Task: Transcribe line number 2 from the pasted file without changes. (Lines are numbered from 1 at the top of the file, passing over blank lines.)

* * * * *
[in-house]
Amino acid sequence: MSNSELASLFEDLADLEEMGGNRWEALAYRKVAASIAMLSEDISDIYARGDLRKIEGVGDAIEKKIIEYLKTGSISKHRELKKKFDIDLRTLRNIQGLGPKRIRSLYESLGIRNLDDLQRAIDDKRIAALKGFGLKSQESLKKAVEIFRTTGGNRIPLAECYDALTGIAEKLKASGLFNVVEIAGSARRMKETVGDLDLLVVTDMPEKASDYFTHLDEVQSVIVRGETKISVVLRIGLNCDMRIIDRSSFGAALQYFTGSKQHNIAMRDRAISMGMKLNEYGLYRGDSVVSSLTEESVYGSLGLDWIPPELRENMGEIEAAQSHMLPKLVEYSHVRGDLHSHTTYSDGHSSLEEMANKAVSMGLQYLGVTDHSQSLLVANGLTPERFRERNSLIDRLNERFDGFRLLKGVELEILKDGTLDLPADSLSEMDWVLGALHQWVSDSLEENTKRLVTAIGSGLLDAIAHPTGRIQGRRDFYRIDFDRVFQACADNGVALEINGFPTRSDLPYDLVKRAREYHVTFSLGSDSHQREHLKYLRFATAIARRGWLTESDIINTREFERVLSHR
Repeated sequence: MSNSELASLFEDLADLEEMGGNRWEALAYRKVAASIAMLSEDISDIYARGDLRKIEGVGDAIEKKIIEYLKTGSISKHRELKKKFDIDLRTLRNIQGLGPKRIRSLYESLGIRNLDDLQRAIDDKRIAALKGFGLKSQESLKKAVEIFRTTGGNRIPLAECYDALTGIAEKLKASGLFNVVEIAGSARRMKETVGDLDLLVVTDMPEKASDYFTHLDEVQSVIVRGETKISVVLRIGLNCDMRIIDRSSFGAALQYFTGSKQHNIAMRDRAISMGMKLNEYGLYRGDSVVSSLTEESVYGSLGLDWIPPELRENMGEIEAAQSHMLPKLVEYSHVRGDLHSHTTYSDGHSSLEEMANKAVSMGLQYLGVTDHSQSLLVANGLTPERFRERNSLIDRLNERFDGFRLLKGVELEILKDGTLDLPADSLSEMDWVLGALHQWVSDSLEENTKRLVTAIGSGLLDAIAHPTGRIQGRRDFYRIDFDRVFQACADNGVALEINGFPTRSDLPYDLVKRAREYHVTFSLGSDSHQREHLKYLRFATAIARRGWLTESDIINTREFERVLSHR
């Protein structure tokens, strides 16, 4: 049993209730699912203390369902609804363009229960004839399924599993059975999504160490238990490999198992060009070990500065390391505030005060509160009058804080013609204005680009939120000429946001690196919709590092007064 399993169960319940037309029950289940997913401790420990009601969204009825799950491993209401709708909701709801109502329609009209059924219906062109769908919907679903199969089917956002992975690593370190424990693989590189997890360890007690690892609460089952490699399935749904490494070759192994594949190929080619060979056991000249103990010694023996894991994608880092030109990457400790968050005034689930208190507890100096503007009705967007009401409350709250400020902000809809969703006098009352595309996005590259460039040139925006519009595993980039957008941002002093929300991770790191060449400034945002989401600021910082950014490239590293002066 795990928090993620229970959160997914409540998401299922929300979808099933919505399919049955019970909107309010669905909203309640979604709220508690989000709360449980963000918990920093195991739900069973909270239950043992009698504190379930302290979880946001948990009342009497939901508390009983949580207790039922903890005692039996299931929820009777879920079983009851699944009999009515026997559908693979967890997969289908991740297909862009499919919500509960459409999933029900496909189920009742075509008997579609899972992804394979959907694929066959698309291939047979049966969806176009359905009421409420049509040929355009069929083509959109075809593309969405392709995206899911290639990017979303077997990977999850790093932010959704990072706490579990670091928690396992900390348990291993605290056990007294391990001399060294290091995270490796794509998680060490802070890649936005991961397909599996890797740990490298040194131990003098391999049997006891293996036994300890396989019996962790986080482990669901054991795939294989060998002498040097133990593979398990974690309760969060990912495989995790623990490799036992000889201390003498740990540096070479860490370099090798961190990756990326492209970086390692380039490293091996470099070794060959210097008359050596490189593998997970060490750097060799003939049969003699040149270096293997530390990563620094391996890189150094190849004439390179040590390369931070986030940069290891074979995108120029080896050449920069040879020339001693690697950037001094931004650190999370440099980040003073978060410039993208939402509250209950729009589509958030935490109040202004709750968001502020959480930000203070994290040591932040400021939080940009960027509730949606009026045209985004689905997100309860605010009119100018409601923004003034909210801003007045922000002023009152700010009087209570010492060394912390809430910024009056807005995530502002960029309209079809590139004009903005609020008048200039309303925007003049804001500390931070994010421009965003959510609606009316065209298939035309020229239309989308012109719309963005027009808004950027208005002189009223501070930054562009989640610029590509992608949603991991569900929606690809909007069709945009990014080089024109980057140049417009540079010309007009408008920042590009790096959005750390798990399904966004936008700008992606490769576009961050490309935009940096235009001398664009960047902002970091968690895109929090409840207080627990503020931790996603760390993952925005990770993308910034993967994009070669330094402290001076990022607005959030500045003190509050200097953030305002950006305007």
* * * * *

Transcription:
Amino acid sequence: MSNSELASLFEDLADLEEMGGNRWEALAYRKVAASIAMLSEDISDIYARGDLRKIEGVGDAIEKKIIEYLKTGSISKHRELKKKFDIDLRTLRNIQGLGPKRIRSLYESLGIRNLDDLQRAIDDKRIAALKGFGLKSQESLKKAVEIFRTTGGNRIPLAECYDALTGIAEKLKASGLFNVVEIAGSARRMKETVGDLDLLVVTDMPEKASDYFTHLDEVQSVIVRGETKISVVLRIGLNCDMRIIDRSSFGAALQYFTGSKQHNIAMRDRAISMGMKLNEYGLYRGDSVVSSLTEESVYGSLGLDWIPPELRENMGEIEAAQSHMLPKLVEYSHVRGDLHSHTTYSDGHSSLEEMANKAVSMGLQYLGVTDHSQSLLVANGLTPERFRERNSLIDRLNERFDGFRLLKGVELEILKDGTLDLPADSLSEMDWVLGALHQWVSDSLEENTKRLVTAIGSGLLDAIAHPTGRIQGRRDFYRIDFDRVFQACADNGVALEINGFPTRSDLPYDLVKRAREYHVTFSLGSDSHQREHLKYLRFATAIARRGWLTESDIINTREFERVLSHR